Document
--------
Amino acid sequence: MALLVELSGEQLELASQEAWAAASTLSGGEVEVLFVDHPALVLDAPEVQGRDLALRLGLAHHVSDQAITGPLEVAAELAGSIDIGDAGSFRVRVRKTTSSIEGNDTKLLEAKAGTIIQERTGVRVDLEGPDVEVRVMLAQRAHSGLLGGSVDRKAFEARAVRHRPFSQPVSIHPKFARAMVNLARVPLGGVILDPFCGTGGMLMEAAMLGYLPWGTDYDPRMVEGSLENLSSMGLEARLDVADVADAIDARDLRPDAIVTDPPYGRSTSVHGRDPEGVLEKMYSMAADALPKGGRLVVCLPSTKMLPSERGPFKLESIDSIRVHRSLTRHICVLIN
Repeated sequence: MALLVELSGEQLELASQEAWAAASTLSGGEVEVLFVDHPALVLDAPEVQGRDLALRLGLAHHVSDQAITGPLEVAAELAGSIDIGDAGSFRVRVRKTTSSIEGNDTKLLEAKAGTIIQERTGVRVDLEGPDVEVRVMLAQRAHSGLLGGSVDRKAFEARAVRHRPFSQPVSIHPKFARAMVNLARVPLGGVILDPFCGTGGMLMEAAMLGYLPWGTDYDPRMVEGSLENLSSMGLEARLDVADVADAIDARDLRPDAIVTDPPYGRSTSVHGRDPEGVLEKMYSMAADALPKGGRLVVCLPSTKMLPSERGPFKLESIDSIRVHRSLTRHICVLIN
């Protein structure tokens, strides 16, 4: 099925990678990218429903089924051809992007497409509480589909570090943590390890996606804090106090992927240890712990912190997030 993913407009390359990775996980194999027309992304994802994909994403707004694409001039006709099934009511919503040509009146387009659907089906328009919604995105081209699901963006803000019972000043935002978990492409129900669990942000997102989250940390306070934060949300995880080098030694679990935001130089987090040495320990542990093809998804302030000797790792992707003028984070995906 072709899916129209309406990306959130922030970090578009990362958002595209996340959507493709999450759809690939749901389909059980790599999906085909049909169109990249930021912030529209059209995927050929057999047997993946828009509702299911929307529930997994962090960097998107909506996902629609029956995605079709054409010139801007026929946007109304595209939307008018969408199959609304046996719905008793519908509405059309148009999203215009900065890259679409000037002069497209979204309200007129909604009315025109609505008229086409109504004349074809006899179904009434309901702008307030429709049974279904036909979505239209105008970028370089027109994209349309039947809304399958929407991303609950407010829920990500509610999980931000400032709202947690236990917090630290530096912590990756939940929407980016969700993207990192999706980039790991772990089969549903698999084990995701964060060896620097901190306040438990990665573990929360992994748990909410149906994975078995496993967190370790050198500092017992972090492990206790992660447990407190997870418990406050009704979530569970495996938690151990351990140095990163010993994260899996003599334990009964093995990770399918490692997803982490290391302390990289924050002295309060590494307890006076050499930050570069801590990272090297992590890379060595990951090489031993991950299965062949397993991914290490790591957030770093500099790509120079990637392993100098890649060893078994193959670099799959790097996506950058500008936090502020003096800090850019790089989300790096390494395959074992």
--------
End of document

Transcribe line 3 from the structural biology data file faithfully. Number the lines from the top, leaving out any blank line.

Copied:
């Protein structure tokens, strides 16, 4: 099925990678990218429903089924051809992007497409509480589909570090943590390890996606804090106090992927240890712990912190997030 993913407009390359990775996980194999027309992304994802994909994403707004694409001039006709099934009511919503040509009146387009659907089906328009919604995105081209699901963006803000019972000043935002978990492409129900669990942000997102989250940390306070934060949300995880080098030694679990935001130089987090040495320990542990093809998804302030000797790792992707003028984070995906 072709899916129209309406990306959130922030970090578009990362958002595209996340959507493709999450759809690939749901389909059980790599999906085909049909169109990249930021912030529209059209995927050929057999047997993946828009509702299911929307529930997994962090960097998107909506996902629609029956995605079709054409010139801007026929946007109304595209939307008018969408199959609304046996719905008793519908509405059309148009999203215009900065890259679409000037002069497209979204309200007129909604009315025109609505008229086409109504004349074809006899179904009434309901702008307030429709049974279904036909979505239209105008970028370089027109994209349309039947809304399958929407991303609950407010829920990500509610999980931000400032709202947690236990917090630290530096912590990756939940929407980016969700993207990192999706980039790991772990089969549903698999084990995701964060060896620097901190306040438990990665573990929360992994748990909410149906994975078995496993967190370790050198500092017992972090492990206790992660447990407190997870418990406050009704979530569970495996938690151990351990140095990163010993994260899996003599334990009964093995990770399918490692997803982490290391302390990289924050002295309060590494307890006076050499930050570069801590990272090297992590890379060595990951090489031993991950299965062949397993991914290490790591957030770093500099790509120079990637392993100098890649060893078994193959670099799959790097996506950058500008936090502020003096800090850019790089989300790096390494395959074992």